Children's Books: A Wrinkle in Time; Charlotte's Webb; The Graveyard Book; Liesel & Po; Where The Red Fern Grows and so many more.   
#84 - June 08, 2016, 05:37 AM

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Flowers For Algernon...heartbreakingly perfect.

Oh, yes!  I haven't thought about FLOWERS FOR ALGERNON in years.  Thank you for reminding me.  I'd like to read it again. 
#85 - June 08, 2016, 09:19 AM

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Absolutely adore CHARLOTTE"S WEB
#86 - June 08, 2016, 11:45 AM

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IT - Stephen King. An absolutely terrifying book. One that left me with a fear of clowns ever since. The characters were the best developed I can remember. I had an idea what they would say or do before they did. And Pennywise... I'll leave him/IT be for now but what a true monster. I hear they are remaking the movie.


100% yes! One of my favorite books ever. First time I read it was in one sitting, during high school on a 25-hour bus ride from CT to FL for a competition. I love Stephen King so much!

And also Watership Down!!!  :bunny2 :love5
#87 - June 08, 2016, 12:24 PM

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I keep thinking about this thread and coming back and reading others' best books. This is a wonderful thread. I still stand by my all-time favorite being To Kill a Mockingbird, but I have to add another thought. For a beautiful book which moved me both as I was reading it and later, I have to add Cry, The Beloved Country by Alan Paton. When I finished it, I just wanted to sit and weep - both because it was such a moving story and because I had finished it.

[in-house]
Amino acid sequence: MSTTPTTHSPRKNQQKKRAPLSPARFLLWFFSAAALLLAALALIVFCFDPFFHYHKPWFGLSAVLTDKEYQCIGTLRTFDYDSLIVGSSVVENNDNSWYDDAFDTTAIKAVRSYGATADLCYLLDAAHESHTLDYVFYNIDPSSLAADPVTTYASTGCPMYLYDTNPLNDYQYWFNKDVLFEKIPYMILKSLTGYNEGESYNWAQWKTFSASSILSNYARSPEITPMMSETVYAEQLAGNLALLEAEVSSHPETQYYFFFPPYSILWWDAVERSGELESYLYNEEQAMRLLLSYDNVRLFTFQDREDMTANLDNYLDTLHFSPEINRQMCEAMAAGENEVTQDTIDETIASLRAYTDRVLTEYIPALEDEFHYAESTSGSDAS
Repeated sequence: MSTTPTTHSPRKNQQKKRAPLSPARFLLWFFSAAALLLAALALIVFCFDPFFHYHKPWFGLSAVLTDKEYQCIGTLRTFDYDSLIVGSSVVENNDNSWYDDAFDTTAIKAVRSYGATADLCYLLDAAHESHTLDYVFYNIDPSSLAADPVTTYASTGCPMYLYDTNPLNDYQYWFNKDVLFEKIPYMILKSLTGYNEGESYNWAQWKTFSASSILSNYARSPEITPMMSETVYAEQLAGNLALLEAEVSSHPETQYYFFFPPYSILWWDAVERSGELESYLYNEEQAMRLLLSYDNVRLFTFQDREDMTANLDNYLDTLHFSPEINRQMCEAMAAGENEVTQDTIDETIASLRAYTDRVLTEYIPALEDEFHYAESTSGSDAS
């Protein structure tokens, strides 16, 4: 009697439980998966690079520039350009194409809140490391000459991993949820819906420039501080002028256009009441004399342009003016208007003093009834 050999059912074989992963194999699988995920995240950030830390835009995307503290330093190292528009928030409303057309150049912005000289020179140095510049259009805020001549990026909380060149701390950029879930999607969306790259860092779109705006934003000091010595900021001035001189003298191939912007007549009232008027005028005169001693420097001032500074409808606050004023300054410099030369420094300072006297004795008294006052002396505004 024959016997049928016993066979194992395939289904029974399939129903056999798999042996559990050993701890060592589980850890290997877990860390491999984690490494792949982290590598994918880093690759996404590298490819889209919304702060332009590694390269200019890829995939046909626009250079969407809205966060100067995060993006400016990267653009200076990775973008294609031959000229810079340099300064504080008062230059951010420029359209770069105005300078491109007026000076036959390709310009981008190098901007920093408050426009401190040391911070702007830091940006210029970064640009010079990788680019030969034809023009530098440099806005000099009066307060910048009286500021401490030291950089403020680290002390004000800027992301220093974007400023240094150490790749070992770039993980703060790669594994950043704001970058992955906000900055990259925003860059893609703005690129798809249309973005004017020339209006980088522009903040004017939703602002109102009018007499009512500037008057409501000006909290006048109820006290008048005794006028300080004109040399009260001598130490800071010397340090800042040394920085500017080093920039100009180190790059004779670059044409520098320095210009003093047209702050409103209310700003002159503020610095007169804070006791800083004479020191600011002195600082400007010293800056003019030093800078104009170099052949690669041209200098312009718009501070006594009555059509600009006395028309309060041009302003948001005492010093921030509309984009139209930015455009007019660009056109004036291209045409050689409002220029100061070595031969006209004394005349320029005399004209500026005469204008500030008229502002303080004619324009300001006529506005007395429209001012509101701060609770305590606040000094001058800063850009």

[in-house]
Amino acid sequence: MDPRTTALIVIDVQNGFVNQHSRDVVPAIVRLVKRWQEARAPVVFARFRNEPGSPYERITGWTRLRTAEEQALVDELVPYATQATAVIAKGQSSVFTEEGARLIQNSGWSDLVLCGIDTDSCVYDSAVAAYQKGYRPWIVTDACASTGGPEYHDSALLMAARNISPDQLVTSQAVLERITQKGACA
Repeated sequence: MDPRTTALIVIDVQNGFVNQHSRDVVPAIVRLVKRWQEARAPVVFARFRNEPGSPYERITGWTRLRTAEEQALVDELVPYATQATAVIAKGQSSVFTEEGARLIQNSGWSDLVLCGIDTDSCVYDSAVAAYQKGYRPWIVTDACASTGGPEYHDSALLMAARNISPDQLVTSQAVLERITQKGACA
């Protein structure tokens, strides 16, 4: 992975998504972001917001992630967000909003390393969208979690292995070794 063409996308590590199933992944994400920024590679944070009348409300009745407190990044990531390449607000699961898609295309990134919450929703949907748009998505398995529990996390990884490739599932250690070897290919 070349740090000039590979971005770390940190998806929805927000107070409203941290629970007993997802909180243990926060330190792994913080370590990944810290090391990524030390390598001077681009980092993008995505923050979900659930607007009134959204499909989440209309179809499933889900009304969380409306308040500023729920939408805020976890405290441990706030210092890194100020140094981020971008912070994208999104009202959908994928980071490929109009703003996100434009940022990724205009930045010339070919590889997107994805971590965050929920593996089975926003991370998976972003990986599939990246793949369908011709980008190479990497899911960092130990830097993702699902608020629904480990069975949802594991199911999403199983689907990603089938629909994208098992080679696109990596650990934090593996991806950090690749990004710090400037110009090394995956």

#88 - June 08, 2016, 02:47 PM

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100% yes! One of my favorite books ever. First time I read it was in one sitting, during high school on a 25-hour bus ride from CT to FL for a competition. I love Stephen King so much!

And also Watership Down!!!  :bunny2 :love5

I got stuck on guard duty in the Army and read it in a 24 hour period. Now I think I should have taken a break because clowns REALLY creep me out.
#89 - June 18, 2016, 09:08 AM
"Typically, it turned out to be a much bigger job than I anticipated, but—everything does, if you aim high enough."

Neil Peart on writing a book.

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In and effort to improve, I'm reading Charlotte's Web in French. I'd forgotten how good it is. Just got to the part where Charlotte dies, and, yep, I cried all over again.

I loved Watership Down too.

#90 - June 18, 2016, 01:42 PM